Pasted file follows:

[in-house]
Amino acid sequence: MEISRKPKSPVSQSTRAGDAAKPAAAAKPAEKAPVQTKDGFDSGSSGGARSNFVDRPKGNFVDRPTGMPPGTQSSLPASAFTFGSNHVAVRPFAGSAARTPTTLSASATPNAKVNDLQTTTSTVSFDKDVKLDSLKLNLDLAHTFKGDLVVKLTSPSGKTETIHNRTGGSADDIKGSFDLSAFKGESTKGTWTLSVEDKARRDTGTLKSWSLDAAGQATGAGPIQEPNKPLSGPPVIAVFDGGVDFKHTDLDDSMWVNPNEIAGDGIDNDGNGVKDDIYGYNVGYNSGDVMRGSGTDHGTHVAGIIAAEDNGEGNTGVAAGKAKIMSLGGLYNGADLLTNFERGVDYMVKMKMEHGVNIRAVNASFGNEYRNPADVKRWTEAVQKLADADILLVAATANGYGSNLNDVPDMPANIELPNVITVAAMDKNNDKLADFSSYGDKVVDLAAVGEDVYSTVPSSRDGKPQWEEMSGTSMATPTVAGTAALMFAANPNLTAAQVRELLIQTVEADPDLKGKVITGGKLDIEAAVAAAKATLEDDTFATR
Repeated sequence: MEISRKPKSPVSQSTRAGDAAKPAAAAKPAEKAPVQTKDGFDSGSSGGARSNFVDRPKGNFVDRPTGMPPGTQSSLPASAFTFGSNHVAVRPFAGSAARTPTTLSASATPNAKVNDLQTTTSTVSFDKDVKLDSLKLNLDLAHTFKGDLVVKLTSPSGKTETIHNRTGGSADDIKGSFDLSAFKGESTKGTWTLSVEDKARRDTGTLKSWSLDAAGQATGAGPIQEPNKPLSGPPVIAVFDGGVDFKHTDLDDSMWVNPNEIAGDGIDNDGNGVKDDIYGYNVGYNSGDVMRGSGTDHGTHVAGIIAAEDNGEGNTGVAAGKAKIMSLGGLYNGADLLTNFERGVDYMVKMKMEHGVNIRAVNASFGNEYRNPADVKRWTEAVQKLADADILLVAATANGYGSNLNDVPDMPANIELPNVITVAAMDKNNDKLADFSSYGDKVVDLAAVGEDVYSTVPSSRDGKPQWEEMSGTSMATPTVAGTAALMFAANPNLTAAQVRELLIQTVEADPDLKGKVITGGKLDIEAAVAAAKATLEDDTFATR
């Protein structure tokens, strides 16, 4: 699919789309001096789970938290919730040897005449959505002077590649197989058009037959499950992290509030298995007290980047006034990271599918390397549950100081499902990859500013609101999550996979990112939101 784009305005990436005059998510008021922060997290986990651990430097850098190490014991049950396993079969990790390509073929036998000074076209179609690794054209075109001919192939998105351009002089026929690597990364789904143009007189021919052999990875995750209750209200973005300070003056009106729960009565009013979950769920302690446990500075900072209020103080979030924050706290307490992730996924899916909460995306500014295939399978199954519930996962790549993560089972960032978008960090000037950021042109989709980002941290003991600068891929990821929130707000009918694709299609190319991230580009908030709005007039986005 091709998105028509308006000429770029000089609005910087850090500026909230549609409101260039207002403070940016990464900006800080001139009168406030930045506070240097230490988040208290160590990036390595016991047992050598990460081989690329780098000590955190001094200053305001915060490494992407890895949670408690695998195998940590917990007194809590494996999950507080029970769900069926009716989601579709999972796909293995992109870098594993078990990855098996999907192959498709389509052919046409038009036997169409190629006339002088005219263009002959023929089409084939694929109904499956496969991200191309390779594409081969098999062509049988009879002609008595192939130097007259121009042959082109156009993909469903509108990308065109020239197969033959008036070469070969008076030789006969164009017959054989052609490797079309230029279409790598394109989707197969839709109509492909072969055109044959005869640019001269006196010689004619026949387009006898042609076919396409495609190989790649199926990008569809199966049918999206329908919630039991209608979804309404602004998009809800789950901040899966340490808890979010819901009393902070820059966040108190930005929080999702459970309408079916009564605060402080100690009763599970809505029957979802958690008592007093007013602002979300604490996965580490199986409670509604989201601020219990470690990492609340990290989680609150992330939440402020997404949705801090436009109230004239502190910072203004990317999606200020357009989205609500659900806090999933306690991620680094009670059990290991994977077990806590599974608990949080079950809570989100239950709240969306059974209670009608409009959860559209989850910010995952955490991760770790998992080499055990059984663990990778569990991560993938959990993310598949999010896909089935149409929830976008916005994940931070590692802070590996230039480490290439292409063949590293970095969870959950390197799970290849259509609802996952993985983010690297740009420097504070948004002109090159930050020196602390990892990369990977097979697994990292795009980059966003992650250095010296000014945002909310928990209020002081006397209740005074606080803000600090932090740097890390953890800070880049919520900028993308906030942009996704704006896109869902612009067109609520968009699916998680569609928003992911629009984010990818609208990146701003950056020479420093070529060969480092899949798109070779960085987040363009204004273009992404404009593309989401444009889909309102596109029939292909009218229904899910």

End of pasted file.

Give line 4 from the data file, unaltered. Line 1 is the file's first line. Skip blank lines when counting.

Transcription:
């Protein structure tokens, strides 16, 4: 699919789309001096789970938290919730040897005449959505002077590649197989058009037959499950992290509030298995007290980047006034990271599918390397549950100081499902990859500013609101999550996979990112939101 784009305005990436005059998510008021922060997290986990651990430097850098190490014991049950396993079969990790390509073929036998000074076209179609690794054209075109001919192939998105351009002089026929690597990364789904143009007189021919052999990875995750209750209200973005300070003056009106729960009565009013979950769920302690446990500075900072209020103080979030924050706290307490992730996924899916909460995306500014295939399978199954519930996962790549993560089972960032978008960090000037950021042109989709980002941290003991600068891929990821929130707000009918694709299609190319991230580009908030709005007039986005 091709998105028509308006000429770029000089609005910087850090500026909230549609409101260039207002403070940016990464900006800080001139009168406030930045506070240097230490988040208290160590990036390595016991047992050598990460081989690329780098000590955190001094200053305001915060490494992407890895949670408690695998195998940590917990007194809590494996999950507080029970769900069926009716989601579709999972796909293995992109870098594993078990990855098996999907192959498709389509052919046409038009036997169409190629006339002088005219263009002959023929089409084939694929109904499956496969991200191309390779594409081969098999062509049988009879002609008595192939130097007259121009042959082109156009993909469903509108990308065109020239197969033959008036070469070969008076030789006969164009017959054989052609490797079309230029279409790598394109989707197969839709109509492909072969055109044959005869640019001269006196010689004619026949387009006898042609076919396409495609190989790649199926990008569809199966049918999206329908919630039991209608979804309404602004998009809800789950901040899966340490808890979010819901009393902070820059966040108190930005929080999702459970309408079916009564605060402080100690009763599970809505029957979802958690008592007093007013602002979300604490996965580490199986409670509604989201601020219990470690990492609340990290989680609150992330939440402020997404949705801090436009109230004239502190910072203004990317999606200020357009989205609500659900806090999933306690991620680094009670059990290991994977077990806590599974608990949080079950809570989100239950709240969306059974209670009608409009959860559209989850910010995952955490991760770790998992080499055990059984663990990778569990991560993938959990993310598949999010896909089935149409929830976008916005994940931070590692802070590996230039480490290439292409063949590293970095969870959950390197799970290849259509609802996952993985983010690297740009420097504070948004002109090159930050020196602390990892990369990977097979697994990292795009980059966003992650250095010296000014945002909310928990209020002081006397209740005074606080803000600090932090740097890390953890800070880049919520900028993308906030942009996704704006896109869902612009067109609520968009699916998680569609928003992911629009984010990818609208990146701003950056020479420093070529060969480092899949798109070779960085987040363009204004273009992404404009593309989401444009889909309102596109029939292909009218229904899910």